On V. Tiomico Street is the Henson-Hizon House which was built by Saturnino Henson y David, a previous gobernadorcillo of San Fernando from 1882 to 1883 and 1896 and the first tesorero municipal or municipal treasurer from 1900 to 1902, and his wife Maria Lacson. It was inherited by their eldest daughter Juana Henson y Lacson who was married to Florentino Hizon, son of Don Anacleto Hizon and Victoria Singian de Miranda y de Ocampo. The house was then passed on and inherited by their son Vicente Hizon y Henson who was married to Concepcion Dizon y Dayrit, then inherited by their son Vicente Hizon y Dizon who was married to Anastacia de Los Reyes. The house was eventually purchased by the couple Pablo Panlilio y Dayrit and Dolores Argüelles.
Henson-Hizon House sideyard
Another spotted heritage house is the Hizon-Paras House which was owned by Ramon Hizon a sugar haciendero and his wife Maria Paras. The former is also a son of Anacleto Hizon and Victoria Singian de Miranda y de Ocampo. This house is still standing strong despite the challenges it trudged along the years. In 1950, a fire gutted this house in the middle of the night due to faulty wiring. Moreover, this has been abandoned for some years after the family has moved to Hacienda San Agustin and built a sprawling bungalow-type house away from the noise of the fast-growing town. Eventually, this house has been inherited by Eloisa Hizon Gomez, who preferred to stay in the house even other family members have moved to the new house. However, in 1995 she also has to move due to the floods caused by the eruption of Mt. Pinatubo wherein the ground floor of the house was soaked in water and turned into a fish pond. This house has been restored in the late 2010 and took after a year and a half to complete and was formally reopened in 2014. Currently, from the street you can only see a fraction of the house because of the setback that was built to shield it from street noise, although you can still see it being a ‘Bahay na Bato’ which is a house made of stone and wood with capiz windows. At present, it serves as a venue for family reunions and some cultural and religious events.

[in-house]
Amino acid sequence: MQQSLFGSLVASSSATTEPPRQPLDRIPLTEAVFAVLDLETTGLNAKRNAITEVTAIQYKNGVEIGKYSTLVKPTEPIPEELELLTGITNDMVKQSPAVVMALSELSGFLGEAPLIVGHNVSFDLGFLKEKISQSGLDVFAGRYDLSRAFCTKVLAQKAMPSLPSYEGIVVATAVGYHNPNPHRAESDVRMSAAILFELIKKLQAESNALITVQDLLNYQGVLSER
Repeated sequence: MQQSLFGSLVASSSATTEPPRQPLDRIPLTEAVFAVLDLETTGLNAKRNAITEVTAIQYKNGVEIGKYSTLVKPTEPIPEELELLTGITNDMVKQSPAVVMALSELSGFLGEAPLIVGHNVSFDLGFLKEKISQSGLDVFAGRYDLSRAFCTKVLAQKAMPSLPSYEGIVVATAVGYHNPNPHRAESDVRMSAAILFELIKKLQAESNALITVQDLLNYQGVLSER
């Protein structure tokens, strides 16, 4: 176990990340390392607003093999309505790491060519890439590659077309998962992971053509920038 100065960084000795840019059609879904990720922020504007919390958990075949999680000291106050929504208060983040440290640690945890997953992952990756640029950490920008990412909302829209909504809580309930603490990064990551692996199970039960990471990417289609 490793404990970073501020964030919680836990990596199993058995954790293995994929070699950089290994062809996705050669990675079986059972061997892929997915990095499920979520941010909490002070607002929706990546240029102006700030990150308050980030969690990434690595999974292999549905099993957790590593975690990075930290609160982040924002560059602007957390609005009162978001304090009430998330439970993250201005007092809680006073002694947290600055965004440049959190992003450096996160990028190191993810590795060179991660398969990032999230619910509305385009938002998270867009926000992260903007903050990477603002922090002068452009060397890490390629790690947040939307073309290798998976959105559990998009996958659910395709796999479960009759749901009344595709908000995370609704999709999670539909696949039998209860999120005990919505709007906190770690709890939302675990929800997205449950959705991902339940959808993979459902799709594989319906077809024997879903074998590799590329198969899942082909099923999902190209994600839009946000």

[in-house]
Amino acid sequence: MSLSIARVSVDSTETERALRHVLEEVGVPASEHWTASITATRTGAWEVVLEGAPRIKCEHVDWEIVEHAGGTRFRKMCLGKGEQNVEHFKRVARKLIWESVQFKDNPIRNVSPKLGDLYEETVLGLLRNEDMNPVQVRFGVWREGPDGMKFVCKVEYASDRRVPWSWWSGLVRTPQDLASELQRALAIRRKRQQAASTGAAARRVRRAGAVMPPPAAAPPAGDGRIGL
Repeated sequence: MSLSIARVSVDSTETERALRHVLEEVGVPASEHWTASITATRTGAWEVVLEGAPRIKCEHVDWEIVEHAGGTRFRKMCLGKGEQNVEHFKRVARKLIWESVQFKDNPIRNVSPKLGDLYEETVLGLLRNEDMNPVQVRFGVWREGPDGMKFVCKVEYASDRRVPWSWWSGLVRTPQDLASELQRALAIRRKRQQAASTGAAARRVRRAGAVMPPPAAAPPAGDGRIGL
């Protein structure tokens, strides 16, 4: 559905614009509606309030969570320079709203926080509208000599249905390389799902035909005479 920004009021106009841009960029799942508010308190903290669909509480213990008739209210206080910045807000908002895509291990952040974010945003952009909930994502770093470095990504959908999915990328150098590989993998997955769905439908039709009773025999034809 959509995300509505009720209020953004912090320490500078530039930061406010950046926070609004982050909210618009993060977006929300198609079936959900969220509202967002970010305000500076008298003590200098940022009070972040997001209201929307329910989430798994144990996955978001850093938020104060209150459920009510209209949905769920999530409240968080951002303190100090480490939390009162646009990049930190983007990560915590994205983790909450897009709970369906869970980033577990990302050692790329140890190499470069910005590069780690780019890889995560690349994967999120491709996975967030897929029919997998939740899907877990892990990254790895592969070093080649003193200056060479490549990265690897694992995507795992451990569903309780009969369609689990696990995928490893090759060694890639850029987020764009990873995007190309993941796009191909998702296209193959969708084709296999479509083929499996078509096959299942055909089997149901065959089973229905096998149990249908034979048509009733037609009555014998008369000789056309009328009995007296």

Hizon-Paras House with its setback
The calesa ride in San Fernando and passing the heritage houses has definitely provided me a glimpse of the yesteryears. It enabled me to trace back the connection of the families through the ownership of the heritage houses and guided me to imagine how it might have been before. Most of it was owned by the known wealthy families of the town hence their intricately designed architecture, yet most of it has also been appropriated and occupied by the Japanese army but was restored. These old structures have certainly stood the test of time and still standing to where they were originally built therefore allowing us to appreciate it even up to this age. Truly they are the heritage of the bygone generation to us.
Calesa on the streets
Both the old edifice and the calesas complement each other. The heritage structures are reminiscent of the dwelling place of the people from the previous generations, while the calesa is the remainder of the main means of transportations from the yesteryears. The calesa ride has provided me an architectural, historical and cultural tour that enabled me to have a closer imagination on how the area was before when these houses were still in fashion and when the calesa was the only vehicle that used to pass over the city’s old streets. Though it may not look exactly as how it was before, somehow it has a resemblance of how it would have been before. It made me imagine those days when the air was fresh and you hear nothing but the horse step sounds on the road and you can look from the calesa’s window to see people walking on the streets and these big houses. Compared to the cars that provide faster mobility, the calesa is slower and higher hence allowed me to better appreciate the heritage district of San Fernando. Certainly, the calesa ride enabled to enjoy having social and cultural tourism by experiencing ‘kwentong kutchero’ first hand, as well as architectural tour by allowing me to appreciate the heritage houses on a different perspective. Unequivocally, the calesa ride experience is like a trip down to memory lane that leaves you with a feeling of nostalgia.
Disclaimer: This is not a sponsored post. All expenses were paid by the author.
Acknowledgment to Wikipedia and lifestyle.inquirer.